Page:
Linking these research goals, questions, and themes, we identify the following key Interdisciplinary Research Strengths that bring together Institute faculty:

  • Remote Science: Investigating objects and places where people can’t go, from the centre of the Earth to distant galaxies; includes experimental, observational, theoretical and computational studies.
  • Contact Science: Investigating samples in situ from the Earth and other objects in the Solar System (i.e., astromaterials), including the necessary laboratory work in support of such science.
  • Autonomous Science: Enabling remote and contact science to be conducted autonomously on Earth and in Space.
  • Exploration Science: The science of human exploration of the Solar System, including the science to enable humans to explore, and survive, as well as the science enabled by human exploration.

Highlighted Collaborations

NSERC CREATE - Technologies and Techniques for Earth and Space Exploration

“Technologies and Techniques for Earth and Space Exploration” is an NSERC CREATE program led by Western Space Associate Director Dr. Gordon Osinski, with ten Co-Investigators at UTIAS, York University, Queen’s University, Memorial University and the University of British Columbia. Engineers and scientists train and work side-by-side, and unique opportunities for sharing expertise within and among institutions are provided by means of short courses, interdisciplinary co-supervision of students, Blackboard Collaborate! webconferencing software, internships, annual meetings and the CSA analogue deployment program. Our goal is to prepare Canadian trainees to enter the fields of planetary science, robotic engineering, economic geology and instrumentation development by taking advantage of unique resources and expertise found in Canada and around the world. For more information, please visit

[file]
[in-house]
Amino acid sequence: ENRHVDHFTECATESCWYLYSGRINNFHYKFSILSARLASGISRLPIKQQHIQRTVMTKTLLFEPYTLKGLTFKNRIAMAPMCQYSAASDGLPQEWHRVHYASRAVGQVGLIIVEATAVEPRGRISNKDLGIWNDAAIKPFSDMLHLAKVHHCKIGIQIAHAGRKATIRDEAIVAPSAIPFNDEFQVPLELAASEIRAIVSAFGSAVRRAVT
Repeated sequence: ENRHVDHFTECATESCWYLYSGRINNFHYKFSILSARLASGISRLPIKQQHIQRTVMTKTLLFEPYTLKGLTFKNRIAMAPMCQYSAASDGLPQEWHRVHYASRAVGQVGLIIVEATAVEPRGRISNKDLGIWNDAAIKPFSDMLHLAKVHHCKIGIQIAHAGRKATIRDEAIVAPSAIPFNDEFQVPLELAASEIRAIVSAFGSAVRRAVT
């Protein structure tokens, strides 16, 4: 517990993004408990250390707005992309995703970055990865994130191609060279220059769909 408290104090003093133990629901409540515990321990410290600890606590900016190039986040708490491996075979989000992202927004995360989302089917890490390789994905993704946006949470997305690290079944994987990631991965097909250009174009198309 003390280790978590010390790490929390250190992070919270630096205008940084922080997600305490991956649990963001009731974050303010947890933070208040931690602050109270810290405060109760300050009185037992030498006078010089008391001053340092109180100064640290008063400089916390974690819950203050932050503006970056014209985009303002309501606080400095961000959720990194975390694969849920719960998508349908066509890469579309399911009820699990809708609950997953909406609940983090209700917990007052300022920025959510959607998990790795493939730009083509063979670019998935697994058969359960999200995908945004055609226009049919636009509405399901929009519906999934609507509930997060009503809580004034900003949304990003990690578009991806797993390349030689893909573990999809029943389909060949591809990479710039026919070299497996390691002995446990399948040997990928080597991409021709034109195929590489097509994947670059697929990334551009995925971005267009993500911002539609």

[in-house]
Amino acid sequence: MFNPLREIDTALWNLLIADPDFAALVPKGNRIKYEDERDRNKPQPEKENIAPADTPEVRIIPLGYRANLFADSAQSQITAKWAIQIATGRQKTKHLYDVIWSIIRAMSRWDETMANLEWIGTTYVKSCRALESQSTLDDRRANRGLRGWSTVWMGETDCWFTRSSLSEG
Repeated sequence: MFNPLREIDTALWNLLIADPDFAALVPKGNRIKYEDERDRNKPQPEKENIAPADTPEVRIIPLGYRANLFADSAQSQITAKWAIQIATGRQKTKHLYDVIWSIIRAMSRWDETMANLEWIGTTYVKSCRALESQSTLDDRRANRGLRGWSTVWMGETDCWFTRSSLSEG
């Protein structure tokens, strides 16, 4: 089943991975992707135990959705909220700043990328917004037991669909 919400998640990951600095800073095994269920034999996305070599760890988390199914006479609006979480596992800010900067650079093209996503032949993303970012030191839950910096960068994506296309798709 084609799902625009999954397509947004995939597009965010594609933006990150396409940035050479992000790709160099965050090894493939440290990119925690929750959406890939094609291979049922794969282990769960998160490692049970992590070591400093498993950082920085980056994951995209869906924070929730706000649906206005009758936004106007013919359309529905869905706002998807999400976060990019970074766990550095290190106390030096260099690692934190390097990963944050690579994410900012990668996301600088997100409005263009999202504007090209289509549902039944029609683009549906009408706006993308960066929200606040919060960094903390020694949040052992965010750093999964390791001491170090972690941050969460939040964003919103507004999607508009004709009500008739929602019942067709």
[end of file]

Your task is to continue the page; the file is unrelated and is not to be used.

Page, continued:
The Canadian Astrobiology Network

The Canadian Astrobiology Network (CAN) is a cohort of institutions and researchers across Canada which is actively engaged in astrobiological research. The CAN builds on the Canadian Astrobiology Training Program – a six-year ~$1.5M program funded by the Natural Sciences and Engineering Research Council of Canada (NSERC) through the Collaborative Research and Training Program. The goal of CAN is to foster collaboration and integration between Canadian scientists and NAI (NASA Astrobiology Institute) partner institutions in the U.S. and around the world.

The Canadian Lunar Research Network

In July 2008, the Canadian Lunar Research Network (CLRN) became the first international affiliate partner of NASA’s new Lunar Science Institute (NLSI). Its mission is to foster collaboration amongst Canadian researchers and promote integration with other NLSI partner institutions, both in the U.S. and around the world. The overarching goal of this network is to train highly qualified personnel and develop expertise in lunar science and exploration. Additionally, the CLRN hopes to extend our enthusiasm of lunar exploration to the general public though outreach.